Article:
Every femtosecond is important in the treatment of cardiovascular disease
According to the World Health Organization, cardiovascular disease is the leading cause of death in the world, costing about 17.9 million people lives each year. Due to narrowed or blocked blood vessels, various organs cannot be supplied with blood properly. Doctors often recommend a vascular stenting procedure, in which a metal mesh is inserted into a problematic blood vessel – a stent that dilates the blood vessel and thus ensures life-sustaining blood flow. “If the blood vessels do not dilate in time, their diameter decreases, blood does not flow and life is endangered. It is especially dangerous if the blood vessels of the heart or brain narrow, ”-says VU FF lecturer dr. Mikas Vengris. Stents designed to dilate small blood vessels must be manufactured and cut with great precision. “Light Conversion“, a company based in Dvarčionys, produces carbide femtosecond lasers , which are very precise in shaping the structure of the future stent-tube.
What organ will we grow today?
Precise flashes of femtosecond lasers are indispensable in other scientific laboratories. The Head of Technological Innovations of “Femtika” dr. Vytautas Purlys says that the company combines laser, medical, chemical and materials sciences.One of the projects currently being implemented in the company is the development of machines that can laser-treat any surface at the micro level, giving them various functionalities. “The laser beam can form a surface texture invisible to the naked eye, which gives the material properties such as antibacterial or, conversely, for osteointegration processes. This helps to create the desired surface, such as an implant. Sometimes it is necessary for the implants to grow well with the bone, and sometimes vice versa – the moving part of the joint implant is only useful if it is not overgrown with cells. Another field unimaginable without lasers is bioengineering. Femtosecond radiation can form scaffolds in which almost all human organs cells can be grown. It can be said that scaffolds of specific shapes for cells indicate the direction in which to grow to form not any but the specific tissue required. Specially made scaffolds for cells will be useful in the near future for growing transplanted organs from patient stem cells, ”-says dr. Vytautas Purlys. According to him, organs grown from stem cells help solve one of the most sensitive problems – organ rejection. The company’s specialists are also developing laser machines that can be used to produce special nanodevices for the medical field, such as microrobots, which can travel blood vessels to various parts of the body and carry various measuring equipment or medicines with them.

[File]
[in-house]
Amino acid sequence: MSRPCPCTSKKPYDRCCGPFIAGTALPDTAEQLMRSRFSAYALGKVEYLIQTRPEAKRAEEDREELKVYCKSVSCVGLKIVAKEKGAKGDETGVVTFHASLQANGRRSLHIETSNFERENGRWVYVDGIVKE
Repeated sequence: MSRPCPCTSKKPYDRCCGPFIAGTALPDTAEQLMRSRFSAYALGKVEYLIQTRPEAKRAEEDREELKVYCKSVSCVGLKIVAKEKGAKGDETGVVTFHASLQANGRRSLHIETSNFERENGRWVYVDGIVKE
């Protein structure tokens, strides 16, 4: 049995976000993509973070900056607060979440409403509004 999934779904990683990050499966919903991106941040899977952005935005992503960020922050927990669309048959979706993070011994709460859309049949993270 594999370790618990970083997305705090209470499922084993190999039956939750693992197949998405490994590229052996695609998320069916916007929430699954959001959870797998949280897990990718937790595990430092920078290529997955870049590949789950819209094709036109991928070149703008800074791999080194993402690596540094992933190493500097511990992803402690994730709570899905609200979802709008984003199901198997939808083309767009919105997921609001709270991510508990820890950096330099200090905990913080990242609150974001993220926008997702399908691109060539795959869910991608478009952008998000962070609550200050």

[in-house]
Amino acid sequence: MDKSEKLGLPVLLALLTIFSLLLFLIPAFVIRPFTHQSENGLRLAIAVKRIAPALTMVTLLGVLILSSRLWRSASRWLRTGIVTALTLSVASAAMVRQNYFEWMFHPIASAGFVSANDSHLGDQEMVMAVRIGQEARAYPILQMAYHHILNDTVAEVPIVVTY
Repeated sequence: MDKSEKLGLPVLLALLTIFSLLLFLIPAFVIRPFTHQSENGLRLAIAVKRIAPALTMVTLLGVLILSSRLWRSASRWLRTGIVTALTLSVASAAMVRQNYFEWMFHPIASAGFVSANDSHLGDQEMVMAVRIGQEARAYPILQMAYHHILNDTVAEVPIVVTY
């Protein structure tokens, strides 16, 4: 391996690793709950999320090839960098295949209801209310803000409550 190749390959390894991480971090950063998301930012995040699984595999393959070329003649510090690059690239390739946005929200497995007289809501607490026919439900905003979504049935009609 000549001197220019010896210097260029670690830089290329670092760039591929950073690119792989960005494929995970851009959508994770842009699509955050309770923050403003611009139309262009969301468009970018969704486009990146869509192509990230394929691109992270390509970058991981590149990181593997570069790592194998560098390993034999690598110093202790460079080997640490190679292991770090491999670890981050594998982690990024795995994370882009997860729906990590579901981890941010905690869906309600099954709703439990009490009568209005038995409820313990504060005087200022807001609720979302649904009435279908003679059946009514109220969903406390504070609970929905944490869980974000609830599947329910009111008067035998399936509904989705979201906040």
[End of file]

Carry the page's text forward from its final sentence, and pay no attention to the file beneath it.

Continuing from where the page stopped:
Video report on nanodevices and microrobots with dr. Vytautas Purlys: